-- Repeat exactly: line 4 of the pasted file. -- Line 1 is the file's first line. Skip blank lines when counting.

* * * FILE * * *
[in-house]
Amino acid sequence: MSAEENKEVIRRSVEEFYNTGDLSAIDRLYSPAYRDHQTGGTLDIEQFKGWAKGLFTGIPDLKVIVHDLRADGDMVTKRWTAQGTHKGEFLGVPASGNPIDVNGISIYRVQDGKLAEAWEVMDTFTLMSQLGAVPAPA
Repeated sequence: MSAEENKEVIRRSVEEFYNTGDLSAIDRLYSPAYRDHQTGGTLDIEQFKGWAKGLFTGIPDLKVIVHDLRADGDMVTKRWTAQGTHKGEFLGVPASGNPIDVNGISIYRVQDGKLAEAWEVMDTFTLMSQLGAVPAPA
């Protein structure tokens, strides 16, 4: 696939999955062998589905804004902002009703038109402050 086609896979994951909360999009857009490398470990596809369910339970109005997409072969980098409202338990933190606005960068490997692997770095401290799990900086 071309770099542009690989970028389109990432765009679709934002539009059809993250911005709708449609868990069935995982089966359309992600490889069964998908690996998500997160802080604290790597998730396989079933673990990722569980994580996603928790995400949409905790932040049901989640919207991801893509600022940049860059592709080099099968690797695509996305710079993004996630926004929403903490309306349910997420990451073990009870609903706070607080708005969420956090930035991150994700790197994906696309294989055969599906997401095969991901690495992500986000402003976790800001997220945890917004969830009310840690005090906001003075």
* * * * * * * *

């Protein structure tokens, strides 16, 4: 696939999955062998589905804004902002009703038109402050 086609896979994951909360999009857009490398470990596809369910339970109005997409072969980098409202338990933190606005960068490997692997770095401290799990900086 071309770099542009690989970028389109990432765009679709934002539009059809993250911005709708449609868990069935995982089966359309992600490889069964998908690996998500997160802080604290790597998730396989079933673990990722569980994580996603928790995400949409905790932040049901989640919207991801893509600022940049860059592709080099099968690797695509996305710079993004996630926004929403903490309306349910997420990451073990009870609903706070607080708005969420956090930035991150994700790197994906696309294989055969599906997401095969991901690495992500986000402003976790800001997220945890917004969830009310840690005090906001003075």